West Hills choir director hits the right note for successOct 21, 2020 03:00PM ● By Jet Burnham
By Jet Burnham | [email protected]
West Hills Middle School’s advanced choir earned high marks at the district choir festival in March. Their expressive performance also earned them an invitation to perform at the Utah Chapter of the American Choral Directors Association fall conference.
“It was one of those rare moments where you don't need someone to tell you how you did; you know how you did,” choir Director Michael Draut said. “Our choir actually sounded organic rather than a practiced rehearsal. We didn't care what the judges gave us as a score afterward—we were all beaming; half of us were crying.”
Their performance set included difficult pieces that ranged from four to eight parts. But what set them apart was the heart and emotion the students put into their performance, especially a piece called “Requiem.”
“This was the song where we needed to give up everything we had to the audience if we didn’t want it to be just another ordinary choir song,” said ninth grader Katerina Aguero. “I think the message of the song ‘Requiem’ is that it’s OK to ask for help. We all have low points in our life, and we need to accept that we can’t do everything on our own.”
Draut said the goal of the performance was to console someone who's lost a loved one or bring peace to somebody who is troubled. Draut often chooses songs for his choir students that will connect meaningfully to their lives. This year, he is teaching them a song by Pink Zebra about overcoming challenges, which ties into what the students are experiencing with quarantine and COVID-19.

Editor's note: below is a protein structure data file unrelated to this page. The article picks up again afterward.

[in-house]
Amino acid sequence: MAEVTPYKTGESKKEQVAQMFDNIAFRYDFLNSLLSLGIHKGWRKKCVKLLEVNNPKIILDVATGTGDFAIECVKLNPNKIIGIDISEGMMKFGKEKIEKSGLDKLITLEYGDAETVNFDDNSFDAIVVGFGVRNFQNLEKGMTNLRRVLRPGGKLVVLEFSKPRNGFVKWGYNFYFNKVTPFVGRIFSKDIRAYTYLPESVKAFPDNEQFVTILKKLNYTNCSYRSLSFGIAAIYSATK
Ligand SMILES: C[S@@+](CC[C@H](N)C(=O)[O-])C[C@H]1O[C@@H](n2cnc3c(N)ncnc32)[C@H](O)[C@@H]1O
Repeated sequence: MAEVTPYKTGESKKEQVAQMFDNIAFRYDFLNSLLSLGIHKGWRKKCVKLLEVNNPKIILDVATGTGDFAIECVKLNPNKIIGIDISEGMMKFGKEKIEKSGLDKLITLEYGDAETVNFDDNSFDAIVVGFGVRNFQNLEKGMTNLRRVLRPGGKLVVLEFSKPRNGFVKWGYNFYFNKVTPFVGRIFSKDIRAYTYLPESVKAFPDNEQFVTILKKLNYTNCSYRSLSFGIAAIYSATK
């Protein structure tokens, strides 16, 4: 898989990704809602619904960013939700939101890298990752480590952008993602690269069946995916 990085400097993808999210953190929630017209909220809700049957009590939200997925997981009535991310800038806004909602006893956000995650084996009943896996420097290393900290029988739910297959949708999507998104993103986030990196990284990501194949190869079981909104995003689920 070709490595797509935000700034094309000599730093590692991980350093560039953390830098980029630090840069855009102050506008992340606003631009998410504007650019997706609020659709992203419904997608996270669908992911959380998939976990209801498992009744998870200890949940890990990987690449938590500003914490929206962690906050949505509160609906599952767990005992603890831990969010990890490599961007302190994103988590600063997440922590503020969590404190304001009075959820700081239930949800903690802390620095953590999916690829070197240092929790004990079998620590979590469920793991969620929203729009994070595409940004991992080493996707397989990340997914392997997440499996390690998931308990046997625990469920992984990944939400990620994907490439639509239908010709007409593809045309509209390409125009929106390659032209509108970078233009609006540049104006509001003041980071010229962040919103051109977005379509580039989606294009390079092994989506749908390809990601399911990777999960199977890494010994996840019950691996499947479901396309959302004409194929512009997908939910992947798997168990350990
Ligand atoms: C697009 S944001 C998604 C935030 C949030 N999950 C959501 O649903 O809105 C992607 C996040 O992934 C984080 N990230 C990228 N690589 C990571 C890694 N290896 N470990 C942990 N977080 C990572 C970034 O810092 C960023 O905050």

Draut encourages students to connect through music and to stretch outside their comfort zone.
This year, that includes learning a more diverse set of songs from a variety of cultures, including a traditional African piece written by a Black female composer and a Canadian Native American gathering song. Students are also learning the song he wrote for his grandmother based on an old Irish blessing that includes Irish phrases.
With a class motto of “it takes a village” and a class slogan “better together,” Draut emphasizes the importance of the individual in a choir group.
“Everybody's voice is so different; nobody has a voice just like theirs, so I think they need to feel valued for their contribution rather than judged,” said Draut, who discovered his own love of singing in his middle school choir classes.
Katerina said Draut’s teaching style unifies students.
“He taught us that choir is not about how good of singers we are,” she said. “It is about what we can give to the audience and how we can give joy to someone if they hear our music. We all wanted to create beautiful music together that can inspire someone instead of wanting to be the best singer in the choir or other selfish things.”
Ninth grader Lily DeWitt, who was in advanced choir last year and again this year, said Draut creates a safe space where students can express themselves.
“Being part of a choir means a lot to me,” she said. “It means being with other people who are serious about and love to sing. It means working as a team to make a song beautiful.”
This year’s choir classes look different due to COVID-19 safety measures.
“It’s harder than normal because you can’t really hear everyone with their masks on, and we’re spaced out in the auditorium, so we really need to trust Mr. Draut and what he hears,” Katerina said.
Draut said he must be flexible, using the large auditorium when he can or rehearsing outside under shade canopies when he can’t. He relies on assistants to help him work with the 75-person choir in smaller groups. Because class time is limited and may abruptly switch to online learning, this year’s pieces are less technical than usual.
The ACDA conference will be held virtually at the end of this month. Draut is remaining flexible with options of how to record the performance for the event. The sound quality might be muffled due to singing in masks, so he’s considering adding subtitles to the recording. Other options include having the students sing outdoors, spaced out on the echoey basketball court or around the edge of an outdoor pavilion or amphitheater for better acoustics and ventilation. The backup plan is to submit the recording of last year’s performance, which is what originally earned the choir the privilege of performing for the conference.